I think I would have enjoyed being one of Woolf's graduate students in an alternate universe… It is, indeed, a drool-worthy list.
In my novel I follow Bannerman (though I didn't know that's what I was doing *g*): I assume that Osric is one of the 'other' Æthelfrithings and gets killed fighting in Ireland. But I couch it as hearsay after a long chain of rumours so, hey, it doesn't matter if it's all wrong 🙂
As you point out, this is one of the joys of the period. Such freedom!
Well, not to name-drop much but I had dinner with Alex last night, after he was presenting a paper here, and I understand that he is now working on a new monograph that will collect a lot of his thoughts about the early period, large parts of which he is trialling as papers this winter. It may not have as much family tree detail as you might need—though there James Fraser's From Caledonia to Pictland might already help, I find it difficult but thought-provoking—but from the sound of what Alex was saying last night his book may be a genuine shift in the way we see the early medieval North and its changes. So, watch that space!
Jonathan, oh, the upcoming Woolf sounds intriguing! I just started reading Apartheid and Economics in Anglo-Saxon England and am enjoying it immensely. (And wouldn't have found but for your link, so thanks for that.)
I envy you the dinner conversation…
I tend to think of the Britons as being enemies of the Aethelfrithings and possibly allies of Edwin with the express idea of keeping the Aethelfrithings from returning. The talked about some of this in my old Heroic Age article “the Politics of Exile”. Gee..that article is old now.
The marriage of Oswiu to Rheinmellt is usually seen as happening in the wake of Cadwallon's defeat. You might also want to read Martin Grimmer's article in the Heroic Age on Oswiu's marriages.
As for Oswald marrying among the Irish, I think that is most likely. Part of a the politics of taking in a young exile is for them to become part of the king's family in some way by marriage. Edwin marries a daughter of his Mercian's host. Marrying into the host's family also gave the exile some additional status and a place in the host's kingdom if they never return home. Having a high status warrior who owes his loyalty completely to his host is a boon to the host. An English retinue fighting for the Irish in Ireland is probably part of deal for their refuge.
I know Oswiu married–or had a fruitful liaison with–an Irish woman. But for some reason that made me think Oswald might not have. There's something about those brothers I can't quite put my finger on. I go back and forth about them being either half brothers or full brothers with some bad blood between them. It might not have been either–or it could have been both–but they seem very differently oriented and motivated.
I've read your Heroic Age articles down their consituent atoms 🙂 But it's been a while. I'll enjoy reading them again. I'm guessing I've also read Grimmer's–but I reread that, that.
I'm enjoying this discussion!
I go back and forth about them being either half brothers or full brothers with some bad blood between them. It might not have been either–or it could have been both–but they seem very differently oriented and motivated.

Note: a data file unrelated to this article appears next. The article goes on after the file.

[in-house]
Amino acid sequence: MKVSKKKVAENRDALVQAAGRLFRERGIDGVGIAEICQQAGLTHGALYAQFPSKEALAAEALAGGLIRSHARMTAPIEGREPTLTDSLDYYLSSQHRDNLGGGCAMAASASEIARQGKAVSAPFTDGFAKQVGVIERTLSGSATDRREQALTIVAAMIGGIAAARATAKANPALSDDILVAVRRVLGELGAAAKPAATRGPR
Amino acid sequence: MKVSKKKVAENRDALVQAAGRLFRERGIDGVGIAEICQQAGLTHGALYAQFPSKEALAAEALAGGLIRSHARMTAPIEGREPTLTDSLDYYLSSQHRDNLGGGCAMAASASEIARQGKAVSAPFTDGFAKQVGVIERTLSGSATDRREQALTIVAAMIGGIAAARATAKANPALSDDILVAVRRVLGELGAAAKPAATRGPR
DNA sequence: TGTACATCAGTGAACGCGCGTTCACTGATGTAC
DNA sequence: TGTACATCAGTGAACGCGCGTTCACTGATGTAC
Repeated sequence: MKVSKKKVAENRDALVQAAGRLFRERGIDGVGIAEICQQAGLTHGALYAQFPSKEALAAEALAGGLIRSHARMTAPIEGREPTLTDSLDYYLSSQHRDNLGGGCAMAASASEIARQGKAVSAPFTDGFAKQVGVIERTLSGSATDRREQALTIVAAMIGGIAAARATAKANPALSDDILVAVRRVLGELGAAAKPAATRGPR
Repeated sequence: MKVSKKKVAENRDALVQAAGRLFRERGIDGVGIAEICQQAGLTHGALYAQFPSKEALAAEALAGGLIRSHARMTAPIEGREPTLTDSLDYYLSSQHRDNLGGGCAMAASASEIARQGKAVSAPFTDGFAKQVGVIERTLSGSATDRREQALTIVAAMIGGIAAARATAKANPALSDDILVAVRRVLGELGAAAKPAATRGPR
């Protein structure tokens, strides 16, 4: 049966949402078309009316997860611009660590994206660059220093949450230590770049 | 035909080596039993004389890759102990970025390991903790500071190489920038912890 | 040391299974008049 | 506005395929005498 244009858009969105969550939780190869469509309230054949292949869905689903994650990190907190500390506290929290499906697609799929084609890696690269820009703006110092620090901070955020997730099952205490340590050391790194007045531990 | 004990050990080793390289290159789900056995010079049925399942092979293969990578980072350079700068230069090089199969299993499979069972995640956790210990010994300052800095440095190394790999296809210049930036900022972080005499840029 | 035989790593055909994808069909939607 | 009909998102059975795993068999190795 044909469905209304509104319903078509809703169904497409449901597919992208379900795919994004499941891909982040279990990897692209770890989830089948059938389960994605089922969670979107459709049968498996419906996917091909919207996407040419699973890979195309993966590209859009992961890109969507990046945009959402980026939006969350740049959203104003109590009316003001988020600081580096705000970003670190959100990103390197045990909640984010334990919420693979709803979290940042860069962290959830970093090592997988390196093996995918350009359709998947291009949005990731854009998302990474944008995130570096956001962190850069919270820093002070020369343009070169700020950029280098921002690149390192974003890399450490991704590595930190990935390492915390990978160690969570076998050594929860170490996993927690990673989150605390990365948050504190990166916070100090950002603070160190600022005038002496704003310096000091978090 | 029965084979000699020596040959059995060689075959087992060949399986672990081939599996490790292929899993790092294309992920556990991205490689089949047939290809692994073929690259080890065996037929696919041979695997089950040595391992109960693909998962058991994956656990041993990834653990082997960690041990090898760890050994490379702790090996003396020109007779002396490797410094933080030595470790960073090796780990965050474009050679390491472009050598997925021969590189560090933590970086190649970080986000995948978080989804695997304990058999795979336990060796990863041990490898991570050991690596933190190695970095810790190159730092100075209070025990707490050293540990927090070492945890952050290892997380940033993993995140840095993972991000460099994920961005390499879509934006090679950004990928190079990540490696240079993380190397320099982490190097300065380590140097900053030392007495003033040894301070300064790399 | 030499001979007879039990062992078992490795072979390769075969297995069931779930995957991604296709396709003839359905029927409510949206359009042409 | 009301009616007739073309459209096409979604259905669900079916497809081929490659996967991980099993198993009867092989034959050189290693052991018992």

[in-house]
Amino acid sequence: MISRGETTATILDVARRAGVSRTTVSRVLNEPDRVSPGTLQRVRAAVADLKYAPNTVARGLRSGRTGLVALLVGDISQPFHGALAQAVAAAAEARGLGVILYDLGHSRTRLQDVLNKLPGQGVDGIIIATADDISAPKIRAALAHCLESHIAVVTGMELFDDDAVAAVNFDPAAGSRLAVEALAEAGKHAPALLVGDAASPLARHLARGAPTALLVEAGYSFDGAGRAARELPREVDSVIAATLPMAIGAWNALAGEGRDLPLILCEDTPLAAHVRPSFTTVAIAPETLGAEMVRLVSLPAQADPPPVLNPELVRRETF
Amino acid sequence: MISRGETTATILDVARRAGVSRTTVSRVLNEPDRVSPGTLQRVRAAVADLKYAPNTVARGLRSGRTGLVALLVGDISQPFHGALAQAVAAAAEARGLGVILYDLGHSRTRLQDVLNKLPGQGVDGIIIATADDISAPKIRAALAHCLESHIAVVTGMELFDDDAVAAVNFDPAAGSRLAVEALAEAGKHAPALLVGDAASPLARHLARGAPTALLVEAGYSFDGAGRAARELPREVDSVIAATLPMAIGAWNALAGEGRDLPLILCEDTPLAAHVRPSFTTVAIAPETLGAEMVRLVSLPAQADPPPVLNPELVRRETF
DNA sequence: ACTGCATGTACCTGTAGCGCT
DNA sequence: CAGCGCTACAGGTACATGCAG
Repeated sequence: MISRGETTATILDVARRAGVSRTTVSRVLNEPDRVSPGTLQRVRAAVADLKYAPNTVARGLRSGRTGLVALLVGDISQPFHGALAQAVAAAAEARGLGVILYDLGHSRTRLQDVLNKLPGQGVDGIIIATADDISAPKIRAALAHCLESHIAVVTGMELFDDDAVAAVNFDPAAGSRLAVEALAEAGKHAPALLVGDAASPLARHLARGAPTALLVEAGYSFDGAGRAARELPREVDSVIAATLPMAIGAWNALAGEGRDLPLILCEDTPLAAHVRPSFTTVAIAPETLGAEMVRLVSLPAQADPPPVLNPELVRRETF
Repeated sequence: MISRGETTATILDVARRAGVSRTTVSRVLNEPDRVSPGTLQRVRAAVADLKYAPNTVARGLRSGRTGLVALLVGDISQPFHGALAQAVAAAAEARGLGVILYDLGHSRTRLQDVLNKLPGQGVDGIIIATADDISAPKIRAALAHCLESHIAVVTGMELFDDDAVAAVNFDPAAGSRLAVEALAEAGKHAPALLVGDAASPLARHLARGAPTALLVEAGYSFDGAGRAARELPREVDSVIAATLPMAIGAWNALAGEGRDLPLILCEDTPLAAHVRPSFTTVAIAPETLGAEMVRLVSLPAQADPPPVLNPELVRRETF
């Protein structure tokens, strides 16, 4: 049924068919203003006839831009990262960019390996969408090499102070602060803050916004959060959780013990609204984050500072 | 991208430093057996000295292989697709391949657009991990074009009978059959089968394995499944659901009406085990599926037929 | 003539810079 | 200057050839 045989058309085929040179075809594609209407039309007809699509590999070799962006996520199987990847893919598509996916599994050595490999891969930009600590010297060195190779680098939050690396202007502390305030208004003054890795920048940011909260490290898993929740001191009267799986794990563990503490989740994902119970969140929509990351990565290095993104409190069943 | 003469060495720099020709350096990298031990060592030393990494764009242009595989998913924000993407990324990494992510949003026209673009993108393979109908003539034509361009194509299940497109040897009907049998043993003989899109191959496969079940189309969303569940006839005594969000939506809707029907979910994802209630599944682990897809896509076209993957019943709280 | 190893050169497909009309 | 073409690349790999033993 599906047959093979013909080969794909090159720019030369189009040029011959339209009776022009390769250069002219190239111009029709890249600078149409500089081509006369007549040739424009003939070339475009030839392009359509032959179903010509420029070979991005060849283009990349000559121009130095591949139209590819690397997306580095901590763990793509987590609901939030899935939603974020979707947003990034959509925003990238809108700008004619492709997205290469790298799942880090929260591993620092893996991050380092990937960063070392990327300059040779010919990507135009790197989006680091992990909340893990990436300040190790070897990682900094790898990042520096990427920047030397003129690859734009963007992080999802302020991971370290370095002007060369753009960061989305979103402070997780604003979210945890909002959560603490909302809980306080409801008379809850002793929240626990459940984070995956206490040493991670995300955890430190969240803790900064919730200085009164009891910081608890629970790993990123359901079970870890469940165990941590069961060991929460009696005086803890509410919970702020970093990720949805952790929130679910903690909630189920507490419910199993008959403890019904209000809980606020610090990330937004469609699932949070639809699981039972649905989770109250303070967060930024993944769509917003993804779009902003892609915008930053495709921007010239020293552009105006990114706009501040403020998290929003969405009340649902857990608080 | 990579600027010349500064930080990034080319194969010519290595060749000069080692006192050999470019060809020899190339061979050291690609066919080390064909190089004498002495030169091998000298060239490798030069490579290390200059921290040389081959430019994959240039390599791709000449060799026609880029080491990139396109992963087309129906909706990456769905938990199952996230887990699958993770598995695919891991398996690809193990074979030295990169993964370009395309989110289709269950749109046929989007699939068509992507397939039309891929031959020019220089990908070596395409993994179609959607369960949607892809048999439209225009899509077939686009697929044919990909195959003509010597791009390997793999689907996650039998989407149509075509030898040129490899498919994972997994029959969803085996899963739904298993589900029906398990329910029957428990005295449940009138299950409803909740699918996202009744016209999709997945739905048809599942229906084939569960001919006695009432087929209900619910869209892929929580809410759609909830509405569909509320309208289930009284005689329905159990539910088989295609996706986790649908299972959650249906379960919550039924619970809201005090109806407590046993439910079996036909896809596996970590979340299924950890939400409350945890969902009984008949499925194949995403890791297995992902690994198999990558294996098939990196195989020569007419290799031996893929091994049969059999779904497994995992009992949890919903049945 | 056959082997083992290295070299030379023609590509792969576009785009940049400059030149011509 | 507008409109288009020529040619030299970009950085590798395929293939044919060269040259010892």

Well, yes: where is Oswy during Oswald's reign? Am I missing something or is it 'still in exile'? Would we necessarily expect any different, perhaps not, but I can see where your impression comes from.
Somewhere in the back of my mind I'm already building these characters (neither makes an appearance in Hild, but they will in Book 2). Oswald is a responsible sort of fellow. Oswiu is a typical youngest son: spoilt and a little whiny and weasely and full of improbable Bright Ideas. (One of those people who thinks that a king gets to do whatever he wants, that one's subjects should just do as they're told without question.) Oswald likes to keep him out from underfoot.
Have you contacted Heather Rose Jones http://heatherrosejones.com/ about British names and history? That is her area of expertese. I posted info about her months ago, but you may have forgotten.
Morgana, I had forgotten. Thanks for the reminder.
I think Oswald and Oswiu have to be half brothers. Æbbe was the uterine sister of Oswiu. If they were all the children of Acha (Oswald's mother) there would be no need to claim she was the uterine sister.
It is also quite possible that Oswald's son was no friend of Oswiu, possibly raised in opposition or perhaps in an uneasy acceptance by Oswiu to prevent war. Oethelwald being someone the Deirans and Oswiu would accept. Oswald and Oethelwald would be cousins of Hild, but not Oswiu. This would also mean that Oswiu and Eanflaed were not related.
You know Hild and Oswald would be cousins. Hild is the granddaughter of Edwin's older brother and Oswald is the son of Edwin's sister. Oethelwald and Hild would be in the same generation in relation to their mutual uncle Edwin. I rather suspect that Oethelwald is one of the kings of Deira buried at Whitby.
Michelle, I hear you on Oswiu and Oswald being half brothers. It makes sense (esp. given the 'uterine' sister info). I'll figure out how to work that in.
I admit that I haven't given a moment's thought so far to Œthelwald. The age vs. generation thing muddles my thinking sometimes. I'm assuming right now that Œthelwald would be a good bit younger than Hild.
As I ponder Book Two I'll have to clarify all this. Mutter mutter. Your help continues to be invaluable. Thank you.